Every April, we come alongside organizations around the world to honor Sexual Assault Awareness Month–and we invite you to be part of it with us.
This year, we’re particularly focused on the unique risks young people face online—risks like harassment, cyberbullying, and exploitation. In addition, we’re reminded of the sexual violence that occurs all too often in our community, especially for young people: 1 in 8 female high school students report having experienced sexual dating violence in the last year, and 1 in 14 male high school students reported the same.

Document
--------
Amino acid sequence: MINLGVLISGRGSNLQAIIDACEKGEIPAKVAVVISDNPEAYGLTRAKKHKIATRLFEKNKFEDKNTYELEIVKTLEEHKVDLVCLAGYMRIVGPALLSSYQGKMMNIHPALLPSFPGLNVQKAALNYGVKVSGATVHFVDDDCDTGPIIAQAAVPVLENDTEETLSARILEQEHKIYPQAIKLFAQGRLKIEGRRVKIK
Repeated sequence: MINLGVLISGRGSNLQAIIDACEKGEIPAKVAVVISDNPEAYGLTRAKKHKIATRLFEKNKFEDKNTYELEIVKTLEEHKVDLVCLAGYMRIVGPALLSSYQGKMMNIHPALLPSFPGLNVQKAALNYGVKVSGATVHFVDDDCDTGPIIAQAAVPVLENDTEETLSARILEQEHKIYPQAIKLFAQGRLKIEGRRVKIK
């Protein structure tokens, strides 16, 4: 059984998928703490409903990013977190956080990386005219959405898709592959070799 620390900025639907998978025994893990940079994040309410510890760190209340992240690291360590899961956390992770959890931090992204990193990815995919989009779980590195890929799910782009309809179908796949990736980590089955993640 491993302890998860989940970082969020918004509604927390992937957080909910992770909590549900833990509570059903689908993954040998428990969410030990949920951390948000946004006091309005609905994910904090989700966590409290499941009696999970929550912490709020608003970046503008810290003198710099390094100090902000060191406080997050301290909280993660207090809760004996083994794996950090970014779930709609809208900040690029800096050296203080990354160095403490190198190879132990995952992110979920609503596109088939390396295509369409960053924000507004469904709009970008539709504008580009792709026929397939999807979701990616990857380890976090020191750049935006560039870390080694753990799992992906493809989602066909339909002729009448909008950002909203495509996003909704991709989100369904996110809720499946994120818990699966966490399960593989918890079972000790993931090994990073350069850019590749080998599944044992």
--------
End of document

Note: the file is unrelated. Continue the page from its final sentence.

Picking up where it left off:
Why is teal the color for Sexual Assault Awareness Month?
Teal, a color associated with trust, calmness, and healing, was adopted as the official color of Sexual Assault Awareness Month in 2000. Sexual violence prevention coalitions across the country voted to designate the teal ribbon as a symbol of awareness and prevention.
When participants wear teal they help to raise awareness for sexual violence prevention and show support for survivors.